Nootropics describe a broad classification of drugs or compounds with cognitive enhancing properties with minimal side-effects appropriate for long-term use — the scientific nomenclature for "smart drugs." Learn more about the science and research around nootropics. As an overview, however, nootropics work through three main pathways:
1.) By increasing levels of various neurotransmitters associated with learning and memory.
2.) Boosting vasodilation of the brain thereby increasing brain blood and oxygen flow.
3.) Preserving and protecting the brain's neurons via toxin removal and anti-oxidation.
Your Daily Nootropic.
Memory, Stamina, and Motivation.
Until The Job Gets Done.
Energy, Clarity, and Flow.
Relaxation, Restfulness, and Rejuvenation.
I can attest that I certainly did feel a good deal sharper and focused than I'm accustomed to. It's a headspace I wouldn't mind occupying more often."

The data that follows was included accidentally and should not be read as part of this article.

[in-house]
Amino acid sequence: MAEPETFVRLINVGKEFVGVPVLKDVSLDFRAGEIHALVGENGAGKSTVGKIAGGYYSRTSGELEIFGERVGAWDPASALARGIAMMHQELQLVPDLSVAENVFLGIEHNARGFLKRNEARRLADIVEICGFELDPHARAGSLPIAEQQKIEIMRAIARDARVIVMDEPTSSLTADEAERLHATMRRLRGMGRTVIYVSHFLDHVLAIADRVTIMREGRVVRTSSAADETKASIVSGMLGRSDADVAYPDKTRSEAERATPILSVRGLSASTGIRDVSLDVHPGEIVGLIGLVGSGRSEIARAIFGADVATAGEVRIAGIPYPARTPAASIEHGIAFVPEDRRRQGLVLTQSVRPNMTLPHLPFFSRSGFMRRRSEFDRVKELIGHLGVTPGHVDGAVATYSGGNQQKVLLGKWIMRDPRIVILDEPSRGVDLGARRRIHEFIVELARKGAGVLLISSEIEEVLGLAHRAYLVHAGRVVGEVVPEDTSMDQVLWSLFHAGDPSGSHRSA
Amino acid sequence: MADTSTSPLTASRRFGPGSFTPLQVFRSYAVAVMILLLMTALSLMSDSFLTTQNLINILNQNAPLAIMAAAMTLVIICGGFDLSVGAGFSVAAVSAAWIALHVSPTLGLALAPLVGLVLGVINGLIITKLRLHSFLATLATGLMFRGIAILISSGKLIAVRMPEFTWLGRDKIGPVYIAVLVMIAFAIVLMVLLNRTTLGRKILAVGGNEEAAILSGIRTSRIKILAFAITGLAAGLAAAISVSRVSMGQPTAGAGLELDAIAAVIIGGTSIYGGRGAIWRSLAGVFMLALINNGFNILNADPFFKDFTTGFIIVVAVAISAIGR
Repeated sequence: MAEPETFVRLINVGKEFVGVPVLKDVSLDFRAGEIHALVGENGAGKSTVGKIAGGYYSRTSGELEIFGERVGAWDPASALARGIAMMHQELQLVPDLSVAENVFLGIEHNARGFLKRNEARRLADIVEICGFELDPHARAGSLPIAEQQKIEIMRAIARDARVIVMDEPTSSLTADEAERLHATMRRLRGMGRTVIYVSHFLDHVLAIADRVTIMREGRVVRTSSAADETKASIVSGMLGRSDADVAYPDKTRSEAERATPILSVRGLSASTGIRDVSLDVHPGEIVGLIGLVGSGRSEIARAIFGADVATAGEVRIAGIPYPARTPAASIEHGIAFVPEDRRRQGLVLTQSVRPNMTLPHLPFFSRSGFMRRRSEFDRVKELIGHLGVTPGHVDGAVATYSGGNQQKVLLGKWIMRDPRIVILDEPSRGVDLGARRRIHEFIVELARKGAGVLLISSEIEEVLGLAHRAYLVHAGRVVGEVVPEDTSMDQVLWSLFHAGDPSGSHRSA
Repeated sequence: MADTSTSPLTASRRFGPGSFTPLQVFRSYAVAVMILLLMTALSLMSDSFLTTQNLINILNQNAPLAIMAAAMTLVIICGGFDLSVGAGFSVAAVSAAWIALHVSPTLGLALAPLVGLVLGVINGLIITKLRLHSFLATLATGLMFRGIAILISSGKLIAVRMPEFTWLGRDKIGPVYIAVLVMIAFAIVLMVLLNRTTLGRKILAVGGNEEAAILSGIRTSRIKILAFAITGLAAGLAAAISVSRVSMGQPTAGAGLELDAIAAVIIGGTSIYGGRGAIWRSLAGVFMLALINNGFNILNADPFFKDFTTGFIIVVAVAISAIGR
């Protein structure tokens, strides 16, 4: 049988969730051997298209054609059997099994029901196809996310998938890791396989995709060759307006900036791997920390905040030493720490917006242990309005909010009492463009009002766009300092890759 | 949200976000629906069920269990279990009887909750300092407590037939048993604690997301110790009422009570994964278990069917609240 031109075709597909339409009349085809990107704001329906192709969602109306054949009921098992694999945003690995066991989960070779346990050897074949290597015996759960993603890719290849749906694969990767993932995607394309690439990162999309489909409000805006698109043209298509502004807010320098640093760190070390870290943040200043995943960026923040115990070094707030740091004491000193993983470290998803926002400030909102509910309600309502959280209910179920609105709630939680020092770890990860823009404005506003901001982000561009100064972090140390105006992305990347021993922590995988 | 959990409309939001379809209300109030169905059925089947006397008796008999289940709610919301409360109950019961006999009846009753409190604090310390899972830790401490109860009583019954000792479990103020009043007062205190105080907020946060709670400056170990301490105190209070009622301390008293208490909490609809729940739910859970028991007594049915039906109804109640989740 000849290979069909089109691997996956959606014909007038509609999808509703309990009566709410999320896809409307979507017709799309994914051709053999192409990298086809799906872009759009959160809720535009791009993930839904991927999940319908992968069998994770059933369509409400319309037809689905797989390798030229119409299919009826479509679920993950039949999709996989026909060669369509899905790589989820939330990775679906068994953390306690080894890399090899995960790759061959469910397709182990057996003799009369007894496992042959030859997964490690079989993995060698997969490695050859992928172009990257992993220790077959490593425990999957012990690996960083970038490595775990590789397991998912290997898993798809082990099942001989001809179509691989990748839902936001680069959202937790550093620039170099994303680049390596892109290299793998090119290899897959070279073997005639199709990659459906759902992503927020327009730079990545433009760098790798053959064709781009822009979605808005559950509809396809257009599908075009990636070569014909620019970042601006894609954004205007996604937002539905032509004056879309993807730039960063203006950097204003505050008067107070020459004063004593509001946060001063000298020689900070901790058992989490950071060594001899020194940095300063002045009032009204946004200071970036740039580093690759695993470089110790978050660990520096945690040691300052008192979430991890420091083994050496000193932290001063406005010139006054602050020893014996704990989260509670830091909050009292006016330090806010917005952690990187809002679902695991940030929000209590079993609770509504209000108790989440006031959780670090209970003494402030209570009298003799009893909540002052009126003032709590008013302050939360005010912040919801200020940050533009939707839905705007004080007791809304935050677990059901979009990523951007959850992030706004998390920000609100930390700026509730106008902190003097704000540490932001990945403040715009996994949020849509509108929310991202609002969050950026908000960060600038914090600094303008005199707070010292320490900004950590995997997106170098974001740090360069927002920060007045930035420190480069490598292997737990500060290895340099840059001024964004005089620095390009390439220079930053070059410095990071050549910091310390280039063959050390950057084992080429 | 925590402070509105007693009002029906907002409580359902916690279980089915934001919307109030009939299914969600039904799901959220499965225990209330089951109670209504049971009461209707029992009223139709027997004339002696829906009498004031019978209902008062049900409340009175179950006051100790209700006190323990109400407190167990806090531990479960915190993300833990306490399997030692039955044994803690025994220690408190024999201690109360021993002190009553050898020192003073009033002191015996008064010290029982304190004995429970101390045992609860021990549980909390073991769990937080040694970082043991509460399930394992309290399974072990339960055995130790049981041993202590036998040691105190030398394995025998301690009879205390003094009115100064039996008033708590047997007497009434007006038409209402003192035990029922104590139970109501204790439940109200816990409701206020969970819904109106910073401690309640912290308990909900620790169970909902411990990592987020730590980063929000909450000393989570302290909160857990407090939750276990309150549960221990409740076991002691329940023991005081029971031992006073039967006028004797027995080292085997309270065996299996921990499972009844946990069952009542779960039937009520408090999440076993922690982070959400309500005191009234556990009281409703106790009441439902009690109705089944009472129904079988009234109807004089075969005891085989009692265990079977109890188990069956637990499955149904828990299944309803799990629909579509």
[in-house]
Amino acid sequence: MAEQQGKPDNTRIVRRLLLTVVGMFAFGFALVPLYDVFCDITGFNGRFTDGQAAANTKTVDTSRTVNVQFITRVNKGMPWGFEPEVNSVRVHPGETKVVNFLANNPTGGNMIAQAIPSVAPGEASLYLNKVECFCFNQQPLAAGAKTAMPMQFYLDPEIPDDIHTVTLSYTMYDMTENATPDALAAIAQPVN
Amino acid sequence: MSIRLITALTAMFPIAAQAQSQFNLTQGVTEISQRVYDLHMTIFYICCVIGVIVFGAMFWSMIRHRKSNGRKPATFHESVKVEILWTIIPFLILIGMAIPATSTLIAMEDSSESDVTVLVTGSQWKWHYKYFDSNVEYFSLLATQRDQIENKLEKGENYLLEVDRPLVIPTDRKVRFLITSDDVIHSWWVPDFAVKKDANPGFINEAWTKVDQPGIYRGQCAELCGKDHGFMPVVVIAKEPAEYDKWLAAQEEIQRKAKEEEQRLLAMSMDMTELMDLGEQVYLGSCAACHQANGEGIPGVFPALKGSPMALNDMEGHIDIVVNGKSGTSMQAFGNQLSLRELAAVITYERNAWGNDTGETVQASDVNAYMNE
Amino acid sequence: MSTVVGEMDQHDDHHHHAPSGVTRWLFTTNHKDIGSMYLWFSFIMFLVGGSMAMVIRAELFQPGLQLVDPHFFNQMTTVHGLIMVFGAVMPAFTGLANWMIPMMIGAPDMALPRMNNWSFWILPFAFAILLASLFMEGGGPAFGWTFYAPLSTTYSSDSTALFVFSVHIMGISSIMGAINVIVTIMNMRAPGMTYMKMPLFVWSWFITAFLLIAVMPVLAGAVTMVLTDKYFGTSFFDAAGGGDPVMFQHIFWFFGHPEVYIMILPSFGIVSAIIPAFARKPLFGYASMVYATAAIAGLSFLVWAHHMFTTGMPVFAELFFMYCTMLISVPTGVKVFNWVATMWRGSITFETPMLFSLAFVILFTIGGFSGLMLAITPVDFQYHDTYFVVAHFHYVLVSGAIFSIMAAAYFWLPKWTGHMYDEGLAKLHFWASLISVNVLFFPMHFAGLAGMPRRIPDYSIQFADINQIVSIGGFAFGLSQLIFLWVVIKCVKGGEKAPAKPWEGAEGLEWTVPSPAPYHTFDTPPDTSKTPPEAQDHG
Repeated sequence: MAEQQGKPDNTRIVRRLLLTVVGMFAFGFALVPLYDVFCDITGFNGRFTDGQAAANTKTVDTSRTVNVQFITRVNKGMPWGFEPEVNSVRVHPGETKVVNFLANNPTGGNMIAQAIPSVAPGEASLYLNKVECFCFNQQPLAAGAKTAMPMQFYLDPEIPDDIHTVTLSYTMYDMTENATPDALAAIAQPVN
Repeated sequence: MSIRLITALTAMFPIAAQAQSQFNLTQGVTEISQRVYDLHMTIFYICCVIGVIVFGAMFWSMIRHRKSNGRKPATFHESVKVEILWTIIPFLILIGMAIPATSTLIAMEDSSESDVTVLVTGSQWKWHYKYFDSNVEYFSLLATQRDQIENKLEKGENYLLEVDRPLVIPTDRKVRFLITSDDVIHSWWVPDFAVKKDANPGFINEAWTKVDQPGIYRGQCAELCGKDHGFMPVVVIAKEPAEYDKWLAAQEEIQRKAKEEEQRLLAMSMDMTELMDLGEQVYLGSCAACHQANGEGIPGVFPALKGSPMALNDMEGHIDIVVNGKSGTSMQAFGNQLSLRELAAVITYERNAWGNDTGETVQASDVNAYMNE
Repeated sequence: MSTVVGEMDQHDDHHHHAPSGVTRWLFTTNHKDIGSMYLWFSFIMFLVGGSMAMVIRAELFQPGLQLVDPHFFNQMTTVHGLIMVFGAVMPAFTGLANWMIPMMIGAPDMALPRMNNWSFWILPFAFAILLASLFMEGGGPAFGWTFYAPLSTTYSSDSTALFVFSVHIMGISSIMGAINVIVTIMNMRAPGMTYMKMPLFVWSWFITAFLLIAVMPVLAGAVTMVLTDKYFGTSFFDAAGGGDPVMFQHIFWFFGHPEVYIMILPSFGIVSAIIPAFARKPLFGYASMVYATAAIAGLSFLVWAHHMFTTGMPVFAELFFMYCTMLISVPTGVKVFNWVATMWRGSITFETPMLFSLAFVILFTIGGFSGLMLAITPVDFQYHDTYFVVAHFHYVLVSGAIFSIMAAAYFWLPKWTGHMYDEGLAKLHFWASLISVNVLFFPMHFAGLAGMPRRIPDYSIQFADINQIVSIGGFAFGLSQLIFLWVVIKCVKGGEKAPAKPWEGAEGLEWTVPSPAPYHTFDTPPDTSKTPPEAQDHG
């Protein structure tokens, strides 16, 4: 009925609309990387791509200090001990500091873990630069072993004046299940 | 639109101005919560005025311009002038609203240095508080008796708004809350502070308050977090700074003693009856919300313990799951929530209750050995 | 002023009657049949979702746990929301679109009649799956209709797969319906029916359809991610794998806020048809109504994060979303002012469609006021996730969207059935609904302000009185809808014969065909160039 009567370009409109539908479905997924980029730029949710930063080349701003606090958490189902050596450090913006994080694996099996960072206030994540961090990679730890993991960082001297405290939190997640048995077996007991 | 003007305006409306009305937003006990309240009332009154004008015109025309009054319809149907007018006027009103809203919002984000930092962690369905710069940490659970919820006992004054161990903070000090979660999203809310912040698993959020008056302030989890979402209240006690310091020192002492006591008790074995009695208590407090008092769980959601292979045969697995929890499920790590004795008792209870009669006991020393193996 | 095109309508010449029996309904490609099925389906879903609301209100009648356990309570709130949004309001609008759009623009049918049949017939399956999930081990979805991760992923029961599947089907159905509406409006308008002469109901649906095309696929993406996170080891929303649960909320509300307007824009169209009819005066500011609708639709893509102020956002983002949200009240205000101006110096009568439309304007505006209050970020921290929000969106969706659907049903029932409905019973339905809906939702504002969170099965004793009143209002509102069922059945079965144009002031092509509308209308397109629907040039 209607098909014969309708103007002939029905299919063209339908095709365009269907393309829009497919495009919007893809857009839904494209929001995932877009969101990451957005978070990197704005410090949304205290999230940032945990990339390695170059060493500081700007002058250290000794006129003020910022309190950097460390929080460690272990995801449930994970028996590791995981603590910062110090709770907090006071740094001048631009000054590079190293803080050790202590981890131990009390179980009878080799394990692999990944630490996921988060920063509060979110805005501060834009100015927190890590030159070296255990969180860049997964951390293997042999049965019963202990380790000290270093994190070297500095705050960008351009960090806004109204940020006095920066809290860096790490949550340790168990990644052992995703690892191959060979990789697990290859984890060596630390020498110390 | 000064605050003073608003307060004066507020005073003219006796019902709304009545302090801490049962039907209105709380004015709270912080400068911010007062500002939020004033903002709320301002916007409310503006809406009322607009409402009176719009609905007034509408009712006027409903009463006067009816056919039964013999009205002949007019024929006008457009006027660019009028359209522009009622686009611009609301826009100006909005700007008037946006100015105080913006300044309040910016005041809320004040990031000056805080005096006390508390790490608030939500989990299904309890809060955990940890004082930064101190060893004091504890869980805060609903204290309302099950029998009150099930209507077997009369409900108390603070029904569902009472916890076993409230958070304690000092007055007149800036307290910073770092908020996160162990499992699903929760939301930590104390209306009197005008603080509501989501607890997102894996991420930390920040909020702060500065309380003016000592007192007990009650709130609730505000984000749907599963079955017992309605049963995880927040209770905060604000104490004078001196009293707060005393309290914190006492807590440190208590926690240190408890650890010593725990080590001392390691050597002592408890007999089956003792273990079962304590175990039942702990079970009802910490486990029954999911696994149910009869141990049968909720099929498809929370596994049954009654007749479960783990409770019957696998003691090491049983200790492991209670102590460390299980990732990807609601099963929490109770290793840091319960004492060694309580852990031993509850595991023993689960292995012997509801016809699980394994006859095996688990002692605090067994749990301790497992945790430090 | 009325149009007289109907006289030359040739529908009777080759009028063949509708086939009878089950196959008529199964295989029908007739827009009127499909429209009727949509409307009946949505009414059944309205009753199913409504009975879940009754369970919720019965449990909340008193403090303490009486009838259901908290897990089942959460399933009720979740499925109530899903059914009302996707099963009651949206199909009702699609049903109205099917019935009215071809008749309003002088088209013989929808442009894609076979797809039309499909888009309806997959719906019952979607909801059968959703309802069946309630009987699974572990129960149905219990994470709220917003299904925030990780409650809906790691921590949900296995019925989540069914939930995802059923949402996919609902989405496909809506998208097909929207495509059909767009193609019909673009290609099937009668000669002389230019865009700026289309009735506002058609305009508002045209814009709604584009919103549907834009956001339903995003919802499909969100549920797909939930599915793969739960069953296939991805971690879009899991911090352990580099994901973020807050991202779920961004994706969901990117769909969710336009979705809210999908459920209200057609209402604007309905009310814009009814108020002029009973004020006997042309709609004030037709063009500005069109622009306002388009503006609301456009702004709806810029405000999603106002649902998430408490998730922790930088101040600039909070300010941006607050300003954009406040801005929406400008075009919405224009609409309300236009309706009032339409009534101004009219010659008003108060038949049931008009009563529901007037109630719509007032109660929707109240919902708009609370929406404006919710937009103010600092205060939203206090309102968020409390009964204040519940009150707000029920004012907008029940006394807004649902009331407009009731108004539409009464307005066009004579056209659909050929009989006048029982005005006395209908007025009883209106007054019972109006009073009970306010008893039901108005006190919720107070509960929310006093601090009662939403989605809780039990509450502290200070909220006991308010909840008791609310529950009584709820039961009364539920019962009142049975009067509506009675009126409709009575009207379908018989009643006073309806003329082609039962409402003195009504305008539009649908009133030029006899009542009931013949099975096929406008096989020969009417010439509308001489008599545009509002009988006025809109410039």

In the interest of gathering some external data, I asked my colleague Steve Tweedie if I seemed any different this past week.
He said, "You seem a little more energetic. More talkative. It's odd. I wasn't really thinking about it before."
~ Dylan Love, Business Insider
It’s 3 p.m., and I am crushing my e-mail inbox. At this time of day, I’m typically struggling to stave off the post-lunch slowdown by downing another cup of coffee or two.
But today, message after message is flying off my fingertips effortlessly—work e-mail, personal e-mail, digital errands I’d been meaning to run for months. I’m in the zone, as they say, and for this burst of late afternoon productivity, I might have nootropics to thank.
~ Kevin Roose, Fusion
There were most definitely effects, though, to the tune of what many nootropics users told me about. Though my senses weren’t heightened, they were at least all at attention, and I was able to remain of sound mind even as I physically began to weaken.
As the specter of a migraine throb surfaced with the sunlight, I nonetheless found myself able to stay alert — a divergence from my typical habit of passing out as soon as my body starts to settle.
~ Jack Smith IV, New York Observer